Harlow’s Rhesus Monkeys’ Mother’s Day
Moms are great. They provide warmth, love, meatloaf, affection, chocolate pudding pie, rides to the movies, and so much more. Those who are deprived of such relationships at a young age are significantly more likely to have trust and other social/emotional issues as an adult, and are also more likely to have poor relationships with their own children.
The connection between a child and his or her primary caretaker can be of the upmost importance. Simply put, moms set the foundation for our future attachment bonds, leading to an emotional tie we call love.
Today, researchers regard this emotional bond as one of the critical elements of healthy development. Simply put, early affection is important for developing into a healthy adult.
One of the most influential researchers to demonstrate this notion was an American psychologist named Harry Harlow. In the 50s and 60s, Harlow conducted a number of animal experiments to demonstrate the desire for warmth and affection above and beyond the providing of food.
In his experiments, monkeys separated from their mothers at birth were ‘raised’ by two puppet surrogates (see pictures below). One was made of wire (the beauty on the left) and provided food to the furry participant. The other surrogate did not provide food, but was covered by a soft, comfortable cloth (the one on the right, below).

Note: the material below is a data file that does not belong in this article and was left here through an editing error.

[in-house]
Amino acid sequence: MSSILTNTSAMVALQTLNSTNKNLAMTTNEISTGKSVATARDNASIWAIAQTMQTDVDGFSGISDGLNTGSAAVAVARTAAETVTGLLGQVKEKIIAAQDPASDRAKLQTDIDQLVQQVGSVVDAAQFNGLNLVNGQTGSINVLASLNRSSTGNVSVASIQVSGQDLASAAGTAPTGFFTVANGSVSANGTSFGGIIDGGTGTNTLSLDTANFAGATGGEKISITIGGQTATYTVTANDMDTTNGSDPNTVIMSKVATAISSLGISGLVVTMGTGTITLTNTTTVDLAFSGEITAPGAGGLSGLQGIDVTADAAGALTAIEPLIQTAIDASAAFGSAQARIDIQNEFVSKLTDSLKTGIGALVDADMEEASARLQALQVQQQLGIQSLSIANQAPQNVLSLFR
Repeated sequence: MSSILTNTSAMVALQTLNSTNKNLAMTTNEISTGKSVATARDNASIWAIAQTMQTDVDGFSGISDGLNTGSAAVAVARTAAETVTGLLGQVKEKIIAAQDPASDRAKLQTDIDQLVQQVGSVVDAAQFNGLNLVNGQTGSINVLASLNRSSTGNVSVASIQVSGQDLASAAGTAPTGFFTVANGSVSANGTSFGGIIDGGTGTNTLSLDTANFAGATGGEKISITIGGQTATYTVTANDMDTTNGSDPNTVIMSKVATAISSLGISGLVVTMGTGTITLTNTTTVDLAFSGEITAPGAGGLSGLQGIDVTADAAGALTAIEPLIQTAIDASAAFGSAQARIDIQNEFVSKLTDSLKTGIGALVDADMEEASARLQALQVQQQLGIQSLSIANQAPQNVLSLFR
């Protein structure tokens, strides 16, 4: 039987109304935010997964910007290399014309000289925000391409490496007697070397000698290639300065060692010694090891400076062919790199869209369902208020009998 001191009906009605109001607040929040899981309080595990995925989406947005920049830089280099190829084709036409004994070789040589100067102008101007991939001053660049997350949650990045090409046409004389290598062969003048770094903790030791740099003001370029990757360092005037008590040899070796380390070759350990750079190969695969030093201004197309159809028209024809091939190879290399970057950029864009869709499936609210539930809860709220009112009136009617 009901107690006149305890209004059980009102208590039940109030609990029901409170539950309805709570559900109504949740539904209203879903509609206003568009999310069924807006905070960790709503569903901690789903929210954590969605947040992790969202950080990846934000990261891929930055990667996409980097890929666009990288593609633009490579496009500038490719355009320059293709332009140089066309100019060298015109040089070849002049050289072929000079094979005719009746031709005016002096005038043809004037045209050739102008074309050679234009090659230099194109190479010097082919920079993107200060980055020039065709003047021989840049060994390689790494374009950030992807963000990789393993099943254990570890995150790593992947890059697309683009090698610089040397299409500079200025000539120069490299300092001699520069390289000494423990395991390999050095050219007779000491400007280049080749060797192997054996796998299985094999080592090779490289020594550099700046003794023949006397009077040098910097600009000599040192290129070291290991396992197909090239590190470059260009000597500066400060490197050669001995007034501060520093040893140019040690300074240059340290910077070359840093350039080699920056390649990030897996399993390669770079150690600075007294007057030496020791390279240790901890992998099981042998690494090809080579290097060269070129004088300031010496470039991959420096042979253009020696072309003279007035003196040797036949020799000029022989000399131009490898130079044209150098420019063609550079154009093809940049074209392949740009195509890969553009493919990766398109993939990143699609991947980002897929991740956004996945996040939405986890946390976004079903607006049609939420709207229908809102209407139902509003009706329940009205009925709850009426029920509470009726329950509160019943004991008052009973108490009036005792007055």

The experiment simply tested which surrogate mother the monkeys would prefer – one that provided food or one that provided comfort. The punch line was this: Monkeys certainly went to the wire mother for food. Otherwise, they spent the overwhelming majority of their time with the cloth mother.
When hanging out, the monkey hung out on the cloth mother. When chillin, the monkey chilled on the cloth mother. When interested in laying down on something soft instead of steely wire, it preferred the cloth mother. And when scared, it went to the cloth mother.
According to Harlow, “These data make it obvious that contact comfort is a variable of overwhelming importance in the development of affectional response, whereas lactation is a variable of negligible importance.”
Perhaps it seems obvious today, but these experiments provided some of the first evidence that normal child development is incredibly dependent on parental love and affection. You can have all the money in the world and shower your children in gifts, but all of that will mean very little without actually being there.
When all goes well… we are indebted to moms for selflessly providing warmth, comfort, and a solid foundation for the rest of our lives. It’s as though we should dedicate an entire day to them each year, perhaps giving flowers, gifts, and thanks for being our real-life, cloth-covered monkey. Happy Mother’s Day!